Would you mind if your doctor were treating you through a display on top of a robot? What if that display could save your life?
Well, that could be the case if you find yourself at one of seven U.S. and Mexican hospitals that have deployed the RP-VITA telepresence robot, which obtained FDA approval earlier this year as the first of its kind.
RP-VITA, which stands for Remote Presence Virtual + Independent Telemedicine Assistant, is now on hand at the Ronald Reagan UCLA Medical Center in Los Angeles, five other medical centers in the U.S., and one in Mexico City, developers iRobot and InTouch Health announced today.
"During a stroke, the loss of a few minutes can mean the difference between preserving or losing brain function," the companies quoted Paul Vespa, director of neurocritical care at the Reagan Center, as saying in a release.
"The new technology enables me to concentrate on caring for my patient without being distracted by the need to set up and manage its technological features."
As seen in the pic above, the 5-foot, iPad-controlled robot is like a roving Webcam projecting a remote doctor's face and voice for interaction with patients, doctors, and nurses.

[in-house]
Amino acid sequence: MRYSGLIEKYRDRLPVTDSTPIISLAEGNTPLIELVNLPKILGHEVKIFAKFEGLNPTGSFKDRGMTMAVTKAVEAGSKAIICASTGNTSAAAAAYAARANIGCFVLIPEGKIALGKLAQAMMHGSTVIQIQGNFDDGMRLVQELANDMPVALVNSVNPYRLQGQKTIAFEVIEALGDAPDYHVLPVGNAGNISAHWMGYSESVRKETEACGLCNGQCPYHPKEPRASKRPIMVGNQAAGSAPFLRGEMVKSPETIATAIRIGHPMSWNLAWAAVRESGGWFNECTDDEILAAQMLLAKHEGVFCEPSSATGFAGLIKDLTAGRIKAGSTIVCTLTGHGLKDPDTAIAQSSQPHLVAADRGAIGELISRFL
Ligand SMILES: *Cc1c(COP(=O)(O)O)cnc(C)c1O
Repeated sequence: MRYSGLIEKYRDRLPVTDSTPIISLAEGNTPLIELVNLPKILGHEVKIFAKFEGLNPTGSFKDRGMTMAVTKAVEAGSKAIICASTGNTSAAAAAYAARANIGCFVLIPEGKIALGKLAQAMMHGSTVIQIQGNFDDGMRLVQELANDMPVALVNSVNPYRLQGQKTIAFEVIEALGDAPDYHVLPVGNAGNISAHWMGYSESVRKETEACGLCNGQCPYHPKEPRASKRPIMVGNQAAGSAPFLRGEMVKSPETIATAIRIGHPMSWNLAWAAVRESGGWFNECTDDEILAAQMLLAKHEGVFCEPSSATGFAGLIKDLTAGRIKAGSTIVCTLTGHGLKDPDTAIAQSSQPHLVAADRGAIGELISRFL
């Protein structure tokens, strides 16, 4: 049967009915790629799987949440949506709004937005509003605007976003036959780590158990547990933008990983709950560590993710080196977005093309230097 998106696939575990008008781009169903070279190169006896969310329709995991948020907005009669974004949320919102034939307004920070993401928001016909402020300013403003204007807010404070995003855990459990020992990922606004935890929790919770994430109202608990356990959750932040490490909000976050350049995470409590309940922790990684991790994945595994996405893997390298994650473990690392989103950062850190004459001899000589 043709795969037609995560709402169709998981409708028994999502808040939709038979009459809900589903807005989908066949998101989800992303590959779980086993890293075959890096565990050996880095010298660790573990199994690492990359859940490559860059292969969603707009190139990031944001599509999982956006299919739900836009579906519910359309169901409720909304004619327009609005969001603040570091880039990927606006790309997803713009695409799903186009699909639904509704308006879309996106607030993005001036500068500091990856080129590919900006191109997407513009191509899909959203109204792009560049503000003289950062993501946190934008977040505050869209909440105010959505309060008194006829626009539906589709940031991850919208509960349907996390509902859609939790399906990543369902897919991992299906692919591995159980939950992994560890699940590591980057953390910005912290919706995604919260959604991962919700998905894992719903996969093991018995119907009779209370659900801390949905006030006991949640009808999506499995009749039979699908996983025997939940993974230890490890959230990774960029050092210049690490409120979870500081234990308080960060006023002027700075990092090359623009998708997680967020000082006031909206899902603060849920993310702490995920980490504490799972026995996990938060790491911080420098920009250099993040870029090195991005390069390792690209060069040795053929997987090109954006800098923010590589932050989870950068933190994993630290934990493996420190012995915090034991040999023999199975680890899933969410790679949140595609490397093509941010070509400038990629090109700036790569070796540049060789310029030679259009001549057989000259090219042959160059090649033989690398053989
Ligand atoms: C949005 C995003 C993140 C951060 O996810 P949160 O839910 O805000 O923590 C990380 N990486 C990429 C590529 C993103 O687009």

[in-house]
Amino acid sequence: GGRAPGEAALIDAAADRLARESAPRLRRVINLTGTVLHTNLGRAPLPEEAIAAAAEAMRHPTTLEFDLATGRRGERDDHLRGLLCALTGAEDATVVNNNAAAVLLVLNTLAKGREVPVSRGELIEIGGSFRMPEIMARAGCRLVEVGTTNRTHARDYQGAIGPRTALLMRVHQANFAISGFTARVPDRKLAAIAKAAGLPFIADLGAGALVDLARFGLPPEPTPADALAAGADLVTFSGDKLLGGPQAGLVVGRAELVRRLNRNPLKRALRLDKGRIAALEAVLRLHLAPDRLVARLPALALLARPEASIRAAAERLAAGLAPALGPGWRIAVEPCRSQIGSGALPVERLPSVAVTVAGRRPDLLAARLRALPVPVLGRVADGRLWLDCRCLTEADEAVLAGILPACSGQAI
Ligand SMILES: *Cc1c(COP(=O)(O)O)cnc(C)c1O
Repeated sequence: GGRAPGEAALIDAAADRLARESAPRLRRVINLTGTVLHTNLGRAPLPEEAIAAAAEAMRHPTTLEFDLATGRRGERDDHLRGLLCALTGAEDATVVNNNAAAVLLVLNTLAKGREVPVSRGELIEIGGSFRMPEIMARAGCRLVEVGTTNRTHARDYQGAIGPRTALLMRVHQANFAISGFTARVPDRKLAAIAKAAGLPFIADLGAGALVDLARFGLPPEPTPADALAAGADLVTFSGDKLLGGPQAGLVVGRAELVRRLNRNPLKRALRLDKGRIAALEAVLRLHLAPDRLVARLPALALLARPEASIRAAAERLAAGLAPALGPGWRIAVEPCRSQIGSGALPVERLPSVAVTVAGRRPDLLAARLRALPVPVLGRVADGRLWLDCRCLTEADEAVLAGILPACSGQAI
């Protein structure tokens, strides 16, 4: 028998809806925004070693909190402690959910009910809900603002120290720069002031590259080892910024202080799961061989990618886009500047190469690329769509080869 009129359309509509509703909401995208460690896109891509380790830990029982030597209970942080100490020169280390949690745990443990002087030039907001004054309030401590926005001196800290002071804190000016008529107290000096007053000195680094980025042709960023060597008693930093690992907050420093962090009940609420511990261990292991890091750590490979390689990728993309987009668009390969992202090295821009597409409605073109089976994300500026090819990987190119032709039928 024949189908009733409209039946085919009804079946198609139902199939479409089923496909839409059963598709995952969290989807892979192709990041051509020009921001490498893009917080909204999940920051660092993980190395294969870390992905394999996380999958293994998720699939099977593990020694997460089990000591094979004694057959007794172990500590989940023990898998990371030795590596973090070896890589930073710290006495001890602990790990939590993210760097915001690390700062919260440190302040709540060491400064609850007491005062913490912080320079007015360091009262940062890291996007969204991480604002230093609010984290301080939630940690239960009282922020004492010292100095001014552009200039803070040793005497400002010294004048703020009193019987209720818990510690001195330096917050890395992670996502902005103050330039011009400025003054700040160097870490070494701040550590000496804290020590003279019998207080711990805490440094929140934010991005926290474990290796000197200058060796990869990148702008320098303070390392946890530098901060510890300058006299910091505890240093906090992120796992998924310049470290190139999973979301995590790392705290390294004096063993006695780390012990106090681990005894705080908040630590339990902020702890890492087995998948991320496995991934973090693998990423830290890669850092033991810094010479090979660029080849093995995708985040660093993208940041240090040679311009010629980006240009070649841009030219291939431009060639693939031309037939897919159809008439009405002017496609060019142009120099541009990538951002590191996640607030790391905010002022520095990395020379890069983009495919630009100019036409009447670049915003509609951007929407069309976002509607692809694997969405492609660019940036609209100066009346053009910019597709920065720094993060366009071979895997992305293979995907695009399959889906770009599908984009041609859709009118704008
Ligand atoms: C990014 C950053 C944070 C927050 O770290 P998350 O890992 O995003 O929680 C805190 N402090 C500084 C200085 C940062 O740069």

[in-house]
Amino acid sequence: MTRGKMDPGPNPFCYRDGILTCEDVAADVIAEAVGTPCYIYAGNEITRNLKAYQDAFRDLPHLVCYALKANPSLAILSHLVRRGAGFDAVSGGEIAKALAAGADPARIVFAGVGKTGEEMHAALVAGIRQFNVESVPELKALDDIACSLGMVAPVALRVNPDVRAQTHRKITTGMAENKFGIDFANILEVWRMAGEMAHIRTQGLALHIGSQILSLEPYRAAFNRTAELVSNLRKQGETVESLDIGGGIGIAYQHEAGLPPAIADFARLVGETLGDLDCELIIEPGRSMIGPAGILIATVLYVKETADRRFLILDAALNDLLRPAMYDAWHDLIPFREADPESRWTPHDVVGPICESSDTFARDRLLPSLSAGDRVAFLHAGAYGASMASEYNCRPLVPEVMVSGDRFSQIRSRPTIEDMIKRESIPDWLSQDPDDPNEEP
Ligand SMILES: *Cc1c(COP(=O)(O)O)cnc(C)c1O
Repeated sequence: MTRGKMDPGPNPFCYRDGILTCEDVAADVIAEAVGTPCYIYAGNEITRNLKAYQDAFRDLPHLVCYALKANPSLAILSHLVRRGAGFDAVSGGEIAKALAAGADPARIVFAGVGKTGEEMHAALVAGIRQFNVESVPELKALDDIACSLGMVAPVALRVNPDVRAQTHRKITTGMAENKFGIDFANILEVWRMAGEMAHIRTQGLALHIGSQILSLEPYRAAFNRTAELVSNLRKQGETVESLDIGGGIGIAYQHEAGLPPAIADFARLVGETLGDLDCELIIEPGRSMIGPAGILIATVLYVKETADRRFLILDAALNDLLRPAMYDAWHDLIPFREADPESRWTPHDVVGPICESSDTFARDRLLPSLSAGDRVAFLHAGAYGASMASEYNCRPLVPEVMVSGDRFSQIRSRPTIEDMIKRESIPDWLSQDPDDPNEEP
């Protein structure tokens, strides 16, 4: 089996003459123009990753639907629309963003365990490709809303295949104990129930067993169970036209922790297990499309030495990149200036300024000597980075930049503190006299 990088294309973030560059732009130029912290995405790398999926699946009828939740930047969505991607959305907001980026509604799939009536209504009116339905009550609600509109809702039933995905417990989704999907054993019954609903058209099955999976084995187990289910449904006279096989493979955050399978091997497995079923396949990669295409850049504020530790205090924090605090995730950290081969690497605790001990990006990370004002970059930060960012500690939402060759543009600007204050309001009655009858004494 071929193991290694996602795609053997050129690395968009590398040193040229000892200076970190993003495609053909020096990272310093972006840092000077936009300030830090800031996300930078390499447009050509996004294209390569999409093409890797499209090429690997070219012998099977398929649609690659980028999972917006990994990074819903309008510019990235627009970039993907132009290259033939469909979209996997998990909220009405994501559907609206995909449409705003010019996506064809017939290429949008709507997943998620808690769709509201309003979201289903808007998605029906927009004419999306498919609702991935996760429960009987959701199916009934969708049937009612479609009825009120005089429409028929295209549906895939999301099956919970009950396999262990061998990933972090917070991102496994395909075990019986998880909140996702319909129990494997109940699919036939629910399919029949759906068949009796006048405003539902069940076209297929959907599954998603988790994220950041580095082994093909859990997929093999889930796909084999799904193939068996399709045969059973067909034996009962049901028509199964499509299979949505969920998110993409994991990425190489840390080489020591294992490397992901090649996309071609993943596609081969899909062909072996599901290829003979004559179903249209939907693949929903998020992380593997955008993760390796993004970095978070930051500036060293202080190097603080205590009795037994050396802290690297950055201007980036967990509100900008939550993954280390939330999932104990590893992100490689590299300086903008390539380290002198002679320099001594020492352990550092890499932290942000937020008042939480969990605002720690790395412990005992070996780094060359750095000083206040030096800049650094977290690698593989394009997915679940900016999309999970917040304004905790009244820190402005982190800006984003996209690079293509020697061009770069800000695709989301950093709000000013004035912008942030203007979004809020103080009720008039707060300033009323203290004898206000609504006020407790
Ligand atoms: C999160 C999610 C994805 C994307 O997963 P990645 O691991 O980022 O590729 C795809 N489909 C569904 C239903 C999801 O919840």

It can navigate hospital wards autonomously, and is being billed as the first telepresence robot that won't disrupt existing hospital procedures. Since it has a map that's integrated with hospital records, it can find patients automatically.
It's been deployed for the TeleStroke, TeleICU, TelePsych, and TelePediatric programs at the care centers, which include Dignity Health in Sacramento, Calif.; Hoag Memorial Hospital Presbyterian in Orange County, Calif.; Instituto de Salud del Estado de Mexico in Mexico City; Ohio State Wexner Medical Center in Columbus; Providence Saint Joseph Medical Center in Burbank, Calif.; and St. Mary's Medical Center in Huntington, W. Va.
With more applications on the way, these seven centers could be the first of many.
"I believe telemedicine is now reaching an inflection point where its presence in healthcare will grow at an exponential pace because telemedicine has become easy to use," said Yulun Wang, CEO of InTouch Health.